Modern, Post-War, Contemporary Art

Live Virtual Auction, 7 - 8 November 2021

Evening Sale

Sold for

ZAR 36 416
Lot 181
  • Margaret Nel; Waiting for the Renaissance
  • Margaret Nel; Waiting for the Renaissance
  • Margaret Nel; Waiting for the Renaissance
  • Margaret Nel; Waiting for the Renaissance
  • Margaret Nel; Waiting for the Renaissance
  • Margaret Nel; Waiting for the Renaissance
  • Margaret Nel; Waiting for the Renaissance
  • Margaret Nel; Waiting for the Renaissance


Lot Estimate
ZAR 15 000 - 20 000
Selling Price
Incl. Buyer's Premium & VAT
ZAR 36 416

About this Item

South African 1945-
Waiting for the Renaissance

signed and dated '98/'99 and inscribed with the title on the reverse

acrylic on canvas
137,5 by 78,5cm excluding frame; 142,5 by 83,5 by 4cm including frame

Notes

Completed in 1999, Waiting for the Renaissance is layered with fin de siècle symbolism, marking both the close of the millennium and the end of Nel’s postmodern period, which centred on compositional complexity, eclecticism and sociopolitically-charged commentary. Modelled on her then teenage daughter, the figure of the ill-fated ingénue is also a personification of the artist herself. Poised between apprehension and anticipation, she is a complex and contradictory figure. Isolated, exposed and clad only in flimsy undergarments that offer little protection, she seems entirely ill-prepared for the barren, unforgiving landscape in which she finds herself. Her skin bears the effects of the unrelenting African sun, and dark clouds threaten rain that never seems to materialise. Like Peter Schütz’s martyred Catholic saints in 1998 Icons and Idols exhibition at the Goodman Gallery in Johannesburg, the central female figure in Waiting for the Renaissance represents the universal Other, the outsider relegated to the margins of relevance, existing in a no-man’s land of their own or others’ making. She is surrounded by stones, which will presumably cause her injury or death. She is a martyr, a biblical pariah, a sacrificial figure. A partially peeled apple, frequently employed by Nel to represent loss of innocence, references the nascent sexuality of the pubescent figure and symbolises the premature transition from an Arcadian age of innocence to worldliness and disenchantment.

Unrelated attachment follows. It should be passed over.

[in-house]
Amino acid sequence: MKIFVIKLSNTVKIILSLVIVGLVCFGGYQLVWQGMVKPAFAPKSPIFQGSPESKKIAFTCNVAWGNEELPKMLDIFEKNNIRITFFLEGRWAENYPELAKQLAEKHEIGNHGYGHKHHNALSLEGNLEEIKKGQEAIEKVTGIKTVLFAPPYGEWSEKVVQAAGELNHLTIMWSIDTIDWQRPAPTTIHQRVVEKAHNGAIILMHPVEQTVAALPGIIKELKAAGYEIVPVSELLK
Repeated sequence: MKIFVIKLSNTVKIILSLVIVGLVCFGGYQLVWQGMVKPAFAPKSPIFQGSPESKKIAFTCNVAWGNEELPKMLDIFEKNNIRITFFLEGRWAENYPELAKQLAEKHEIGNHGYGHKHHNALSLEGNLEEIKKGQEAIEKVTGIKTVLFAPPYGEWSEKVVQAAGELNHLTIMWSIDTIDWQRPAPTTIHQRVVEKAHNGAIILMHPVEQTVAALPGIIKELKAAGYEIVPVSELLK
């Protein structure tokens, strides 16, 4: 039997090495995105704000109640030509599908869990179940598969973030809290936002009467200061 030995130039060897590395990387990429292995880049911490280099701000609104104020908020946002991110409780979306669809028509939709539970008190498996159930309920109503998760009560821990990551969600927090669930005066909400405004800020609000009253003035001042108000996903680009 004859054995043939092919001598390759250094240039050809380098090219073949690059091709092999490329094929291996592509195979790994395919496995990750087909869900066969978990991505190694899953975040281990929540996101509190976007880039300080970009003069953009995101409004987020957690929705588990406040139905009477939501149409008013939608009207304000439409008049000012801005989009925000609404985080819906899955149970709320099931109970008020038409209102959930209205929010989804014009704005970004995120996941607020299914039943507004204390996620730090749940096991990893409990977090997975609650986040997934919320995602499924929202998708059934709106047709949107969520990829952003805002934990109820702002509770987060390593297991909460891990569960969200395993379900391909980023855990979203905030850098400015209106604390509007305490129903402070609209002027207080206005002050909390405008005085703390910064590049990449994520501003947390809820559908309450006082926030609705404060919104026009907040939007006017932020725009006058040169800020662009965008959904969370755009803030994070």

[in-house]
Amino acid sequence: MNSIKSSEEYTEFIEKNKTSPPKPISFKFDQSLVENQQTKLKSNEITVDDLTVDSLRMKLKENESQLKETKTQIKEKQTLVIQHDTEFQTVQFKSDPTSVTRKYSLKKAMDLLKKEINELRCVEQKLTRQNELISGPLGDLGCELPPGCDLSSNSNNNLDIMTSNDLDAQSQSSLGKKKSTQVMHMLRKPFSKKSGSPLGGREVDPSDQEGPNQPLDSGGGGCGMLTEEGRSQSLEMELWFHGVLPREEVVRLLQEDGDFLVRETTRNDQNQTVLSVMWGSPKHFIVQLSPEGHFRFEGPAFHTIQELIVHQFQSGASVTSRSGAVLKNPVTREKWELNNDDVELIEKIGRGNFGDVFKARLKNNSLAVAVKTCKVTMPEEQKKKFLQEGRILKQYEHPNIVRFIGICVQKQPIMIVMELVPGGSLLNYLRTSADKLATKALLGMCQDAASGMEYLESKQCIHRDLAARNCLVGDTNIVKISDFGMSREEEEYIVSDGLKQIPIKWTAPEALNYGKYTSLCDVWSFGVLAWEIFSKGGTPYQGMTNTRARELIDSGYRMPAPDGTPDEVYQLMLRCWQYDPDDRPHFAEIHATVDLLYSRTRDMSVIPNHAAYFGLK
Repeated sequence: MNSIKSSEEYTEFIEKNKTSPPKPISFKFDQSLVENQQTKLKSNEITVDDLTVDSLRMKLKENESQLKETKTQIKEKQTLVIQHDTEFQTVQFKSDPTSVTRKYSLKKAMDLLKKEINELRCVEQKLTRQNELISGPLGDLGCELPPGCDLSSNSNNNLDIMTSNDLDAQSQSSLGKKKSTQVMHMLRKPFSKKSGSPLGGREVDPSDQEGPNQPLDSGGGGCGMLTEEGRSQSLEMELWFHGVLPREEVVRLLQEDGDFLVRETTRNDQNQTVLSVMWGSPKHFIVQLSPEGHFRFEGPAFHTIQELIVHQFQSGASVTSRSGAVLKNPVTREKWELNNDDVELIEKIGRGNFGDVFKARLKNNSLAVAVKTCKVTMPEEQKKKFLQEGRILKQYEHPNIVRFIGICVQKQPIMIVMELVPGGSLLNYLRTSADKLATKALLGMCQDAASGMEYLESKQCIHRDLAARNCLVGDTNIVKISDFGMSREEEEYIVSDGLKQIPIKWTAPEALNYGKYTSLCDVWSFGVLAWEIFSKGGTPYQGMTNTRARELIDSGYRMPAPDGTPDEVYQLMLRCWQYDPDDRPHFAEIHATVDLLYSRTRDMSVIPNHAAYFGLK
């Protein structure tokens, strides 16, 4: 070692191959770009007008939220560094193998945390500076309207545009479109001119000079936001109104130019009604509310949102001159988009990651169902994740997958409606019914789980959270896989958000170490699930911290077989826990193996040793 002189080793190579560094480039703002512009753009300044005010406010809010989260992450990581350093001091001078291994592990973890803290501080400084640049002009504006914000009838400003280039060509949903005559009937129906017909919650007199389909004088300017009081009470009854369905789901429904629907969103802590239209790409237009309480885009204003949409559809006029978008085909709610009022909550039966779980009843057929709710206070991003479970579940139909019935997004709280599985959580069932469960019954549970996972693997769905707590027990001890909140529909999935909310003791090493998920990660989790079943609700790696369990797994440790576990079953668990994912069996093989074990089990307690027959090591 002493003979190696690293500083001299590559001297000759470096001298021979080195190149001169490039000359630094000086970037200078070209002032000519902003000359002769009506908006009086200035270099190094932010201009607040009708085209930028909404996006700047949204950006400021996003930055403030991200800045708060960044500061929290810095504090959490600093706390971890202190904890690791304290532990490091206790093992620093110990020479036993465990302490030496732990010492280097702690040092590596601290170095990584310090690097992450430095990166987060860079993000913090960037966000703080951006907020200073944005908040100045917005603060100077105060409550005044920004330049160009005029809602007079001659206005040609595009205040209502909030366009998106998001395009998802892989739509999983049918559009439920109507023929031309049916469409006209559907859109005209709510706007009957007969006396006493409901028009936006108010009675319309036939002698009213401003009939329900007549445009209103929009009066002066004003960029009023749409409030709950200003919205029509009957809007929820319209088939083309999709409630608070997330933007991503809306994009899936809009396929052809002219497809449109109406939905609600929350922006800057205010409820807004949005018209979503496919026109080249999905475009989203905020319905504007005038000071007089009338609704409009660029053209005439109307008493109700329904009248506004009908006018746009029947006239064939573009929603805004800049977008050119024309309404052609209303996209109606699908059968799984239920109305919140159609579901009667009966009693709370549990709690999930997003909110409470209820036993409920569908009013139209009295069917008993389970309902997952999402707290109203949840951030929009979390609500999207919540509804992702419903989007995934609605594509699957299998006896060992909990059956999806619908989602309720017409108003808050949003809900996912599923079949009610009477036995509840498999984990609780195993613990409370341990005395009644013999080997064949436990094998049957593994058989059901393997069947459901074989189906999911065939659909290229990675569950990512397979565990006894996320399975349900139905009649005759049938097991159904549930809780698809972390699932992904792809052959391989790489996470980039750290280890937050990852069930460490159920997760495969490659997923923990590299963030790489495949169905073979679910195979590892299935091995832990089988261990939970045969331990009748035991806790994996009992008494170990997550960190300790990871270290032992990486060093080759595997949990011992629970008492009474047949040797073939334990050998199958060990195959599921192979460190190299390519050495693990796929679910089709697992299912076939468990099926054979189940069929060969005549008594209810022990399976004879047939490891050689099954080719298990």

While all of Nel’s work from this period can be read in relation to issues pertinent to the time – South Africa’s uncertain democratic transition, the Burundian and Rwandan genocides, and notions of environmental degradation – they are equally relevant to current issues of ostracism, social displacement, exodus, migration and climate change. The title references former president Thabo Mbeki’s much publicised 1998 ‘African Renaissance’ address, which championed, perhaps idealistically, the continent’s imminent political and cultural rebirth. The unforgiving, drought-stricken landscape – a quintessentially South African trope – here serves as a symbol for inadequate physical and emotional preparedness for the future.

Kelda van Heerden

Exhibited

Pretoria Arts Association, Pretoria, and the ABSA Gallery, Johannesburg, Leonardo Posted, a group exhibition coinciding with, and responded to, the touring exhibition at the Pretoria Art Museum entitled Leonardo da Vinci: Scientist, Inventor, Artist, 1999.

Kempton Park/Tembisa Fine Arts Award, Kempton Park, 1999.

African Window Museum, Pretoria, Margaret Nel: Barriers, 5 to 29 September 2000.

Pretoria Art Museum, Pretoria, A Retrospective 1970–2017, 2017.

Literature

Staff reporter (1999) 'n Uitstalling waarin kunstenaars hul interpretasie van Leonardo da Vinci moes weerspieël, 16 May, illustrated in the background of a colour photograph of the artist and her daughter at the exhibition.

View all Margaret Nel lots for sale in this auction



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